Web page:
Regardless of your religion, if you 'go to the depths' with the people in your life - if you choose to feel deeply, to share the experience with them - you will be changed forever. Your heart will be marked by the suffering of others, but also it will be made strong - so strong.

It hurts, to bear the suffering of others.  At the very least, it is distracting.  But in an effort to live authentically, to live in honesty with those in my life, I think I want those pangs of compassion.


Cheryl said...

Well. That's a deep post for a Saturday night! But a very true one. I, too, find myself aching for things that I wouldn't have before kids. They definitely do something to us, don't they?

LoveFeast Table said...

Well said! When I first started reading your post, I thought to myself, "Is she pregnant?" I always get weepy when I'm pregnant. It's actually one of the early signs! But, as I read on, you grabbed my heart. It does hurt to have compassion...but give me compassion over empathy any day! As a society, we are so inundated with info, good and bad, I think we've become numb to the pains around us every day! It feels good to helps us feel alive.
ps. I was in your hood today! My husband is renovating a house there!

Moxie said...

Well said, my dear. Well said.

In other news, I wanted to tell you that I gave you a shout-out in the wedding I officiated last weekend. I included the line "Happiness is the moment, joy is the journey." It went over very well with the bride & groom. So thank you for that inspired line.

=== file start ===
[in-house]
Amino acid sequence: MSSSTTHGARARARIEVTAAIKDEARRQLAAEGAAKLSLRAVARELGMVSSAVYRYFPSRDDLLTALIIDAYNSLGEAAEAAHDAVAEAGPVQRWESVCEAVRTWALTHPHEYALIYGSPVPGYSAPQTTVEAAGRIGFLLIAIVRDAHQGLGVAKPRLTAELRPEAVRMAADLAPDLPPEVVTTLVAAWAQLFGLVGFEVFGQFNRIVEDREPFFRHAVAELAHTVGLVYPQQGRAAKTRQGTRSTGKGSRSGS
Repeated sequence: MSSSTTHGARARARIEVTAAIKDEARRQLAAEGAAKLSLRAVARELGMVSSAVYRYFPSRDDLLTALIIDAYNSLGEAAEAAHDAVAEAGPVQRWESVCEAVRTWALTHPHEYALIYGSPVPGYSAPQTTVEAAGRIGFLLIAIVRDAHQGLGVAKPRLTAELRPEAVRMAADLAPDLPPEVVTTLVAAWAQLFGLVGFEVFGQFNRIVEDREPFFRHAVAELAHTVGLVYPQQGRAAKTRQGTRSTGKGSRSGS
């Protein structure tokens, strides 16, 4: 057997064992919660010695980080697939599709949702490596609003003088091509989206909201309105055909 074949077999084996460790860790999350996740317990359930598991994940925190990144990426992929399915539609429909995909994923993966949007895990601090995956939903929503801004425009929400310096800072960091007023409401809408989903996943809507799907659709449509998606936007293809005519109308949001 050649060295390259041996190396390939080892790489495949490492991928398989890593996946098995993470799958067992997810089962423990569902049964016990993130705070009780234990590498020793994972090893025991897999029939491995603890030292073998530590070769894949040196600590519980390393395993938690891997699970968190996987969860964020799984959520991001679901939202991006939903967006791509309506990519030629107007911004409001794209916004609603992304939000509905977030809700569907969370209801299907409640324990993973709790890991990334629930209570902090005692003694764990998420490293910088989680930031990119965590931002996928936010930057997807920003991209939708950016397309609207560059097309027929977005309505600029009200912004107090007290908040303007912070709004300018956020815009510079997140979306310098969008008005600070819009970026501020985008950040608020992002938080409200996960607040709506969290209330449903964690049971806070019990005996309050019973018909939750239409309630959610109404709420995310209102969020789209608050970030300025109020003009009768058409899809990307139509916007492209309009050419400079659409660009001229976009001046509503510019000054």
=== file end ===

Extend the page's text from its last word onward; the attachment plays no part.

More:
Dutchmuse said...

Beautifully said. I can so relate. I can't even imagine what 3 kids would do to me. So sorry to hear about your friends.

Aging Mommy said...

Motherhood has definitely changed me completely. I never used to cry or get emotional over things but when my daughter was born three years ago the waterworks were turned on and have been permanently running since, so now I cry over every single little magical milestone and event in our lives and, like you, find I am far more empathetic to others and sad situations. So yes, I think if I had three children I would be crying me a river :-) But you know, I agree with you, aside from the embarrassment of being found with a tear in my eye on so many occasions now, I infinitely prefer the new version of myself and it is only through loving and feeling deeply that you live fully.